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Location: Toronto, Ontario, Canada

Writer/Curator/Founder of The Autism Acceptance Project. Contributing Author to Between Interruptions: Thirty Women Tell the Truth About Motherhood, and Concepts of Normality by Wendy Lawson, and soon to be published Gravity Pulls You In. Writing my own book. Lecturer on autism and the media and parenting. Current graduate student Critical Disability Studies and most importantly, mother of Adam -- a new and emerging writer.

“There is no hope unmingled with fear, and no fear unmingled with hope.” -- Baruch Spinoza

Wednesday, February 28, 2007


We Learn to Include By Including

This rendition of "Not a Puzzle," from our autistic board member of The Autism Acceptance Project, Brian Henson. It comes on the heals of many other renditions of autistics not viewing themselves as a "puzzle," as represented in so many charitable campaigns today.

Last night, Adam didn't sleep until 5 a.m. Once in a while we have the episodes. They seem to coincide with too much stimulation in the evenings, or if we forget and let him run and jump around. He sure is a happy little guy, so it wasn't a distressing evening. He simply didn't want to go to sleep. Believe me, we've had many of those nights in the past. About three years solid from the time he was born. I have to admit, I got to a point where I was so sleep deprived, I was in tears some days. Luckily, we moved beyond it and sleep soundly most nights, so this is now an exception.

While I was awake, I was thinking about Brian,Martine and Michael, our autistic board members (and we want to expand our autistic membership), and other members of the TAAProject advisory. Recently, we had a visioning meeting. It was wonderfully stimulating, as we discussed all the issues about autism these days. We have a forum where we can do that at TAAProject with the one goal to keep it positive and guided by our autistic members. Us "non autistics" have a lot of opinions about autism. Our board has clinicians on it, a lawyer who for us, represents "public perception" about autism, some parents and of course, autistic people. What I notice is that the autistic members are quiet. They let us non autistic people go on and they don't aggressively edge into the conversation -- largely because they can't and often because they won't. I often had to stop the conversation in order that they could "have the floor." Afterall, this is who we are doing it for, so we put the weight of our decisions there. It made me think how safe environments for autistic individuals to participate is steamrolled over by most of us. It made me consider when I began moderating comments on this blog when an autistic person from the US called us at TAAProject and said "thank you, I didn't feel safe to comment before."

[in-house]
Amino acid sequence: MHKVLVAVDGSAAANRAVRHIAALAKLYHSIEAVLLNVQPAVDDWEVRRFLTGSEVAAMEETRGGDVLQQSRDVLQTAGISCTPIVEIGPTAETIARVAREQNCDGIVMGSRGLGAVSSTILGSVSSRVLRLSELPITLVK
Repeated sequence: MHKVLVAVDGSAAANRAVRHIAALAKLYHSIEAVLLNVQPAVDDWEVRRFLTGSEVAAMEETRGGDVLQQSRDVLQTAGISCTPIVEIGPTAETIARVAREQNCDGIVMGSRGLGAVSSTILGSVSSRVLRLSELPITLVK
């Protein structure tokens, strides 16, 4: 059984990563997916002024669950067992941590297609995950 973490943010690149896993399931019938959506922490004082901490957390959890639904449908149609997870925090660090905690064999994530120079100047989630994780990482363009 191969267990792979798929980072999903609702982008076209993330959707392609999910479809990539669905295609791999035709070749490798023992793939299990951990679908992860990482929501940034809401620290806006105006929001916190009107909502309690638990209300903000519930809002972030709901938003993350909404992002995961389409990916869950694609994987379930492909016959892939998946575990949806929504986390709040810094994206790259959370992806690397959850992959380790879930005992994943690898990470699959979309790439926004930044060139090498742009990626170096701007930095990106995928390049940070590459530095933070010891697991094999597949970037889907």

Michael, Brian and Martine can come to meetings. Some autistic people cannot. Last year, when I considered putting on a panel discussion to debate the ethical issues with Wendy Roberts (a genetics researcher), heads of charities here in Canada, and other autistic people, the overwhelming consensus was that it would be difficult to process in that type of setting for the autistic members of the panel.

All of this has made me consider what it is we have to do at TAAProject to make it work so that autistic people CAN participate -- how do we provide access? How do we enable "panel discussions" to work be it through live feed, be it providing questions and have people write answers in advance of presentations? Afterall, Dr. Roberts and the like get the floor often enough, and autistic people do not. How do we make autistic people who currently feel unsafe, safe to discuss the important issues that face them every day? How do we honour certain sensitivities for individuals who want to participate, with light, noise and unrelenting stares? How do we use technology and forums to further allow autisitcs to particiapte world wide?

These are the considerations that will hopefully turn to action on our part. Asking autistic people what they need and observing how one can sucessfully accomodate, is the first step to inclusion.

"You learn to read by reading.
You learn to write by writing.
You learn to include by including" -- Paula Kluth


Blogger Peggy Lou Morgan said...

I so know about the sleep deprivation. We go through long periods of that. In the beginning I didn't want to medicate. Eventually we tried some things but Billy Ray builds up tolerance to medication very quickly so nothing really works for long. Fortunately it is cyclic. We will fight it for a while then catch up on sleep for a while.

I totally agree about including. If we can adadpt to what an individual needs to be successfully included that "including" brings true joy both for the individual and the community as well.

Awareness is achieved by including someone so he or she becomes a known person. With that knowing acceptance and tolerance for differences improve.

9:19 AM  

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